Good hearing is crucial to our social needs. It connects us to the people around us and provides a platform for communication that none of the other senses can. It’s something that we take for granted and it is only when our hearing goes away that we learn just how isolating hearing loss can be.
A Perth mum recently witnessed how hearing loss can affect all generations when, over a short period of time, she discovered that both her father and her young daughter were having difficulty hearing.
“Wren was about seven months old when I noticed that she had suddenly gone silent,” she explains. “From being a bubbly, noisy little baby, she stopped making any sounds. I was very concerned and, after doing some Googling, I decided to send her in for hearing tests.”
The results came back showing that Wren had otitis media (OM), a common middle ear condition that occurs when fluid forms behind the eardrum. Also known as glue ear, OM occurs in up to 80 percent of children and can be responsible for a temporary hearing loss. In Wren’s case, the loss of hearing caused her to shut down her own ‘talking’.
Although many middle ear infections go away without medication, some children require an intervention by an Ear Nose and Throat specialist, who may recommend antibiotics or surgery to place grommets into the middle ear and relieve the pressure.
Following a visit to an ENT, Wren made a full recovery but, as is often the case, the short-term hearing loss had resulted in her experiencing a language delay. Her mom enrolled her in Telethon Speech & Hearing’s (TSH) Talkabout programme, which combines specialised education and health services to develop speech and language skills. Within months, Wren was reaching her age-appropriate language milestones.
Not long after little Wren completed her program at TSH’s facility in Wembley, her grandfather Joseph, some 1,400 kilometres away in Onslow, was receiving his first set of hearing aids. The 80-year-old’s hearing had been steadily declining, to the point where it had been impacting on his quality of life.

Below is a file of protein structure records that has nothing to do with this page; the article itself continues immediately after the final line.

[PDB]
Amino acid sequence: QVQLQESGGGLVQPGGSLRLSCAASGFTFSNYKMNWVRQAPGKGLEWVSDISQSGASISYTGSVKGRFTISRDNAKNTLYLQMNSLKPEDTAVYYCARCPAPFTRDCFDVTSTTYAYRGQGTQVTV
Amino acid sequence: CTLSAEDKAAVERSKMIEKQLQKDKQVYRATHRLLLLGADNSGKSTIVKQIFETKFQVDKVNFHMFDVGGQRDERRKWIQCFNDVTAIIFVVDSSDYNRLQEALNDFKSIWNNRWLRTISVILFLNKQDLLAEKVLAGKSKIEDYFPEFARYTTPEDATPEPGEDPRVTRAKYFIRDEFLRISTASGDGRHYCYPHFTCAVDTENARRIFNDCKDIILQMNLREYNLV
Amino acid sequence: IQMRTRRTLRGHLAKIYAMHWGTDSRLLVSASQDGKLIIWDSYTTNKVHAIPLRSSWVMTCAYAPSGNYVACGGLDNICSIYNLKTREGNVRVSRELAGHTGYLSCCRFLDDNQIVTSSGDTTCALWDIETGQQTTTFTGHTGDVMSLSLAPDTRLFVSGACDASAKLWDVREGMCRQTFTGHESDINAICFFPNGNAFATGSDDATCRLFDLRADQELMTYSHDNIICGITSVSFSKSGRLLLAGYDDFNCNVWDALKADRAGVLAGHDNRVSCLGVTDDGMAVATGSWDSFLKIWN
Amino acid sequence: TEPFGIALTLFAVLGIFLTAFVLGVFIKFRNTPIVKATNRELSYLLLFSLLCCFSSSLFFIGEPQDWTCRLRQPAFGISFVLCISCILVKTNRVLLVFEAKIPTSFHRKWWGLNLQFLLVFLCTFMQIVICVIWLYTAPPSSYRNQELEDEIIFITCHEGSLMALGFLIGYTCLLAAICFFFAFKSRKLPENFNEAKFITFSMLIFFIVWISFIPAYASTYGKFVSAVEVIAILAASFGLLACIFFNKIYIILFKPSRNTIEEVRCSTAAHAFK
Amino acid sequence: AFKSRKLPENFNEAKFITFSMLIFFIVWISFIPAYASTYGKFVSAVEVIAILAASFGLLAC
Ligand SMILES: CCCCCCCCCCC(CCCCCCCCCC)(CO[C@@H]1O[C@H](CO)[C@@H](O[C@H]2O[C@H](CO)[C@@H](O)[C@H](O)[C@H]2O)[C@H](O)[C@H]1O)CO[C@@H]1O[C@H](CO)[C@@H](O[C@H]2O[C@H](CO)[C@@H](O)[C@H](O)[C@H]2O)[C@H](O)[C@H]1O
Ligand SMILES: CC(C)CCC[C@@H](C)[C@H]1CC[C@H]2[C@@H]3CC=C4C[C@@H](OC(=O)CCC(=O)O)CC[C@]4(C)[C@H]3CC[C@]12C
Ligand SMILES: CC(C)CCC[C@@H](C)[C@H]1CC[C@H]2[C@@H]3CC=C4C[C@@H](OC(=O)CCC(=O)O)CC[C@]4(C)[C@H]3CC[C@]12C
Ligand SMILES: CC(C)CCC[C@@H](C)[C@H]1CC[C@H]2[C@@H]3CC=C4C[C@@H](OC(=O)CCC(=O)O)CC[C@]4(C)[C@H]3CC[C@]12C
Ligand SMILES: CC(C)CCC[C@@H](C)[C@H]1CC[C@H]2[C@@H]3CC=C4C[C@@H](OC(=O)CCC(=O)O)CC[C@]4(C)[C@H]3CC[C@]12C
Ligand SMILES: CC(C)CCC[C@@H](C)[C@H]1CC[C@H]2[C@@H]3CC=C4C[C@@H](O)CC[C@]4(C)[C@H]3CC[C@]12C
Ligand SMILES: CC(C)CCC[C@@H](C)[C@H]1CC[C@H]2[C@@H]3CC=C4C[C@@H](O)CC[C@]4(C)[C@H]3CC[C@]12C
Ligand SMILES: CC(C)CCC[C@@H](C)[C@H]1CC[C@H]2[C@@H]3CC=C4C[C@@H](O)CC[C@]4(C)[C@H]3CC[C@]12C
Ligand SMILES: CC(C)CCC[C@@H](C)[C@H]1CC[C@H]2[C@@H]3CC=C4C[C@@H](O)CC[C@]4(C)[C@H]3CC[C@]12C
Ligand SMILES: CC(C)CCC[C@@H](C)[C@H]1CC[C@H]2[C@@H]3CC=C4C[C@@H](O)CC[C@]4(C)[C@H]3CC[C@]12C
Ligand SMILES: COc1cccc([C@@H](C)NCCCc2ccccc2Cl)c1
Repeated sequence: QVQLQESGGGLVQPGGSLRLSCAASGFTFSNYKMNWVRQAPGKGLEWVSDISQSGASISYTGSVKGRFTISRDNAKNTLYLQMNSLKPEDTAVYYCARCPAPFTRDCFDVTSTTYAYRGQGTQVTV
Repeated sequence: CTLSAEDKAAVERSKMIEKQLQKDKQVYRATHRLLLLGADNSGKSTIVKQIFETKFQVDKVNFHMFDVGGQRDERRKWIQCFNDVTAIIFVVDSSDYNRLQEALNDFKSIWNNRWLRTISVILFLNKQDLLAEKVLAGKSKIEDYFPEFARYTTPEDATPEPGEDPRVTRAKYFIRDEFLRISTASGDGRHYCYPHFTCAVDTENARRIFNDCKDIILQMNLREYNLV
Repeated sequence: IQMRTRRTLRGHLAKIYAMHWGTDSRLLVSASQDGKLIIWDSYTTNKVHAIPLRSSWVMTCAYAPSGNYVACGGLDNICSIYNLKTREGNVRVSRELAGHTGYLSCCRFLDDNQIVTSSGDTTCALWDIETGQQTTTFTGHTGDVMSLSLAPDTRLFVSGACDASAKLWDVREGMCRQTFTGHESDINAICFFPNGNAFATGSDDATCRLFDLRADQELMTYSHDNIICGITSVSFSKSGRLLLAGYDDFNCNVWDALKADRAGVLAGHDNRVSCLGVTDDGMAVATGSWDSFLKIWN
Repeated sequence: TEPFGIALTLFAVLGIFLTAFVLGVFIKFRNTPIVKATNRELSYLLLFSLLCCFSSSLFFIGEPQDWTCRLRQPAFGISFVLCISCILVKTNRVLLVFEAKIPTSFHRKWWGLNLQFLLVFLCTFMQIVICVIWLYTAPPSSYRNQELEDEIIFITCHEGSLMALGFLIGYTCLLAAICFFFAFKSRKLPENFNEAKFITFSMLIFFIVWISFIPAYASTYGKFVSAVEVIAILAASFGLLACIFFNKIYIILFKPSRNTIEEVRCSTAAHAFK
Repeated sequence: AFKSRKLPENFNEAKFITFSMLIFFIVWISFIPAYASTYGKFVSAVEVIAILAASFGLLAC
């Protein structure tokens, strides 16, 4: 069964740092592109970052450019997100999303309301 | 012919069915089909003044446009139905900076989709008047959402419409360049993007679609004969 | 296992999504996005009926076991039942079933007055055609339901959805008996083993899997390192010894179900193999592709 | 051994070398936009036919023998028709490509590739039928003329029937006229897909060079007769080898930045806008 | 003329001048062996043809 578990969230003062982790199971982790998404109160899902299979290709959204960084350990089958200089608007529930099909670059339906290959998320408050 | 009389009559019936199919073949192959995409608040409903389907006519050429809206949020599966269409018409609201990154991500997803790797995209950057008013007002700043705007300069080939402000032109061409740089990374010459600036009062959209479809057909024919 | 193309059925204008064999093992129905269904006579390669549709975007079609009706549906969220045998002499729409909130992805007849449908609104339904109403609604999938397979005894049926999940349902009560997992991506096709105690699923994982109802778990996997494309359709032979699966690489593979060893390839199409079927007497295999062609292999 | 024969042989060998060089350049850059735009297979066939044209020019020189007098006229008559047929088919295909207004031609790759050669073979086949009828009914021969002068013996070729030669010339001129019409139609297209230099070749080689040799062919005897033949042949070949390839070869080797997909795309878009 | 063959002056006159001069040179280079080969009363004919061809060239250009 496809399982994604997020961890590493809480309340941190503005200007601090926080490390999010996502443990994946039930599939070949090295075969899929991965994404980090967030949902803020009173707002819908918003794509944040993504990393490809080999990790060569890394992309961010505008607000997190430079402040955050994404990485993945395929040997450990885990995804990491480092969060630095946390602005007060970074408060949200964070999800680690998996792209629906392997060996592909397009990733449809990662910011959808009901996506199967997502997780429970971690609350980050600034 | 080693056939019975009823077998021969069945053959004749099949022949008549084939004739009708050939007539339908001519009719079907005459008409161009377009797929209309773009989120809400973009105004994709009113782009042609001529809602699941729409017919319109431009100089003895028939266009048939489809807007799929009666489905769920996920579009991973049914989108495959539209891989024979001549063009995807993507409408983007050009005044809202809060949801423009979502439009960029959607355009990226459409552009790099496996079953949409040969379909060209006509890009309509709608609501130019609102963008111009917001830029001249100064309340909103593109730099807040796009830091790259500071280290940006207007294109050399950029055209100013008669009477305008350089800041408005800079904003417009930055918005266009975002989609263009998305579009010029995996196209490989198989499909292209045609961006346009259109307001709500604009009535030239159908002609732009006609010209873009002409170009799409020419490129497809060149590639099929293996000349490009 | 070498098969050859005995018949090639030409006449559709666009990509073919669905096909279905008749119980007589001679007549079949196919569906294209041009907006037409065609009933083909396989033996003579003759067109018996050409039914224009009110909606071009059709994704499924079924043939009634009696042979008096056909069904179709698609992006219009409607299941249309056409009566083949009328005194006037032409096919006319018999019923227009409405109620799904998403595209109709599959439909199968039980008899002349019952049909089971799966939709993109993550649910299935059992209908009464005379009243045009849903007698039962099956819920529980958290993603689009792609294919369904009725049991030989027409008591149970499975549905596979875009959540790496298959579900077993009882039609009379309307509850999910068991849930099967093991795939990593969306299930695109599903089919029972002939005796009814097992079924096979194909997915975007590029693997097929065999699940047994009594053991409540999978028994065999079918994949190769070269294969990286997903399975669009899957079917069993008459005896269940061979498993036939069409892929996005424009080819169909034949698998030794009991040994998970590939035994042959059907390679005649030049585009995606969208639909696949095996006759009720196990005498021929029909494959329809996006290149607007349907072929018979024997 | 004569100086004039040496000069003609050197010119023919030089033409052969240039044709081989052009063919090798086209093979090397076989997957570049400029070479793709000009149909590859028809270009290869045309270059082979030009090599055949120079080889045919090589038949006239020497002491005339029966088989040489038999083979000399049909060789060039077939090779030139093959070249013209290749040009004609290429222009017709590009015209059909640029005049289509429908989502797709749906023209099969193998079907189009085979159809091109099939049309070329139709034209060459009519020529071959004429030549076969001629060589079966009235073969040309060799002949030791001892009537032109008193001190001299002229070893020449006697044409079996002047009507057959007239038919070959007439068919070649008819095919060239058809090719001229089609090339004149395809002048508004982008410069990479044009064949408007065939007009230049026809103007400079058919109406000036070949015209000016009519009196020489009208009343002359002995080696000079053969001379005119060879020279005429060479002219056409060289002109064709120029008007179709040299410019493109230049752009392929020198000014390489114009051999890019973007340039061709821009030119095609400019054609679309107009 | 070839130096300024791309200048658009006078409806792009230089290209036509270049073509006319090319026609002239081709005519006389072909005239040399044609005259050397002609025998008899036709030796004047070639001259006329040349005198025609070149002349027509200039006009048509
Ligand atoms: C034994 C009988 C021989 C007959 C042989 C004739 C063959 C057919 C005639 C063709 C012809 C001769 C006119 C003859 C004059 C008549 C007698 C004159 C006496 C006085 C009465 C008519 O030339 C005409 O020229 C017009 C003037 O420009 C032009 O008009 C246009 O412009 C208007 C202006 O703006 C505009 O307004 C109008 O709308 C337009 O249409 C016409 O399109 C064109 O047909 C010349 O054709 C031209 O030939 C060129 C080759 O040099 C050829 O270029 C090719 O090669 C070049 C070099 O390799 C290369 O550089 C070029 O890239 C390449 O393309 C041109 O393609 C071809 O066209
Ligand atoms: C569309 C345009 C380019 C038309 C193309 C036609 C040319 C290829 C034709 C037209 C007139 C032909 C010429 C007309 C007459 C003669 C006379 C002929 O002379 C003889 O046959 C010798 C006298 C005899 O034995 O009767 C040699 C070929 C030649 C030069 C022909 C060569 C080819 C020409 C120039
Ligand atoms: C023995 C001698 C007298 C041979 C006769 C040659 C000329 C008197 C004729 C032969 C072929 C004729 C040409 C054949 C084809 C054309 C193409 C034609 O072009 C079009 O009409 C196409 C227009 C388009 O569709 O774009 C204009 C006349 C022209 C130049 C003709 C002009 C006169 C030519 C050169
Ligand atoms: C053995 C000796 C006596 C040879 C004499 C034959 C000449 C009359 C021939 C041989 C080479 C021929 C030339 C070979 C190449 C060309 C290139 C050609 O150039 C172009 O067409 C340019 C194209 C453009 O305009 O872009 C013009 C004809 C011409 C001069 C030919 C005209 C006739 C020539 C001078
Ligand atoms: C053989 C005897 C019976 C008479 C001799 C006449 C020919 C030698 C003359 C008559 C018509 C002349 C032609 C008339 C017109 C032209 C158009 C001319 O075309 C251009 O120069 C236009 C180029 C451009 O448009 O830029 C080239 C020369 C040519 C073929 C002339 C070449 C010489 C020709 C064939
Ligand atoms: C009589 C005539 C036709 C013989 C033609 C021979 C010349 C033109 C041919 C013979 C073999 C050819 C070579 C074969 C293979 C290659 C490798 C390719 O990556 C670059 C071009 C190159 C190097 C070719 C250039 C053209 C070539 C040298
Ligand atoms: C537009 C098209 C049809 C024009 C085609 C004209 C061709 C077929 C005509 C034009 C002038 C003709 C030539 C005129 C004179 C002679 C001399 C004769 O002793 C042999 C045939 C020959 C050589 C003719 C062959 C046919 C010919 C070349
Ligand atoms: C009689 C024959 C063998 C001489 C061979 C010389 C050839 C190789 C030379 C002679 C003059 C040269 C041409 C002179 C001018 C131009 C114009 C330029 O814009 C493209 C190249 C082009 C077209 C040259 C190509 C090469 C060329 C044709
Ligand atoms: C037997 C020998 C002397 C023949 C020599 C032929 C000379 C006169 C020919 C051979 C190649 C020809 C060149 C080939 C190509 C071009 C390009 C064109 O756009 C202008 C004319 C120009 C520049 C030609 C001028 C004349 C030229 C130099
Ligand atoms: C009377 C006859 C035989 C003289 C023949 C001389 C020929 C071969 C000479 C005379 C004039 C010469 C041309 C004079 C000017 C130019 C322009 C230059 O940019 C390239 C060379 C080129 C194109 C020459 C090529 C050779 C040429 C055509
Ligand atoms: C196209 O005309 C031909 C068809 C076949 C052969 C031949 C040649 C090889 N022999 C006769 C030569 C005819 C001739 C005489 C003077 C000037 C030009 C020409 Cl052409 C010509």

Living in the remote town of Onslow, in the Pilbara, Joseph was already isolated in the physical sense, but not being able to hear had limited his social connections too. He no longer enjoyed conversations with his neighbours or telephone calls with his daughter. Even regular tasks, such as going to the shops, had started to present challenges.
Losing one’s hearing can be a lonely experience, but Joseph’s hearing aids, courtesy of Hearing Australia, have changed all that – and the first thing he did was call his daughter so that he could talk to her and Wren.
“I didn’t realise how bad my hearing had become,” Joseph admitted. “As soon as the hearing aids had been fitted I started hearing sounds that I hadn’t heard in a long while, such as the bird life. What a pleasure it was to be able to go outside and hear my feathered friends singing again!
While all has ended well for Joseph and Wren, who are now enjoying the benefits of full hearing, their stories serve as a reminder that hearing loss occurs across all generations. If you suspect that a member of your family is experiencing a loss of hearing, please arrange for a hearing assessment with an audiologist.
Telethon Speech & Hearing offers diagnostic hearing testing services for young children, including behavioural testing from 7 months of age. As a specialist paediatric clinic, our audiologists have extensive experience testing children and can assist where other clinics maybe limited. No referral is needed. Contact Telethon Speech & Hearing on 08 9387 9888.